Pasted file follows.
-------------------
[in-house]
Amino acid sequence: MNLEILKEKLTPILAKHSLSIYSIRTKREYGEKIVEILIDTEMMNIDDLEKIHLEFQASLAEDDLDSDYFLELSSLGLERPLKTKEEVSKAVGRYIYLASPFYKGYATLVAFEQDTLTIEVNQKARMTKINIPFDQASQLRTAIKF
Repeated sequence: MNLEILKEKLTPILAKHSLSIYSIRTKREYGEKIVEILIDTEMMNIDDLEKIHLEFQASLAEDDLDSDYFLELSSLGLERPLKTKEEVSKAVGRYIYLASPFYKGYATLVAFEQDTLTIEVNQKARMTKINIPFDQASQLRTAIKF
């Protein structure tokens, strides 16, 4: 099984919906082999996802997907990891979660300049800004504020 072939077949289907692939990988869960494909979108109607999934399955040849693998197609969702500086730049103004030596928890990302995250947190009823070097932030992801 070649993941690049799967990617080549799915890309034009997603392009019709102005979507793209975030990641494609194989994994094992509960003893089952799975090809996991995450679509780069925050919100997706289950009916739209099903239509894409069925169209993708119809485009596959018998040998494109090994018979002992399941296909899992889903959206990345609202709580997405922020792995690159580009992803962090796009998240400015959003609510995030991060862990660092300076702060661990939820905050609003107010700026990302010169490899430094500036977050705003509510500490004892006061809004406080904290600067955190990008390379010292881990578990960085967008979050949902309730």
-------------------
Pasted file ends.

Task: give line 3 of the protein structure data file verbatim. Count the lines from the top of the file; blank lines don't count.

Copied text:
Repeated sequence: MNLEILKEKLTPILAKHSLSIYSIRTKREYGEKIVEILIDTEMMNIDDLEKIHLEFQASLAEDDLDSDYFLELSSLGLERPLKTKEEVSKAVGRYIYLASPFYKGYATLVAFEQDTLTIEVNQKARMTKINIPFDQASQLRTAIKF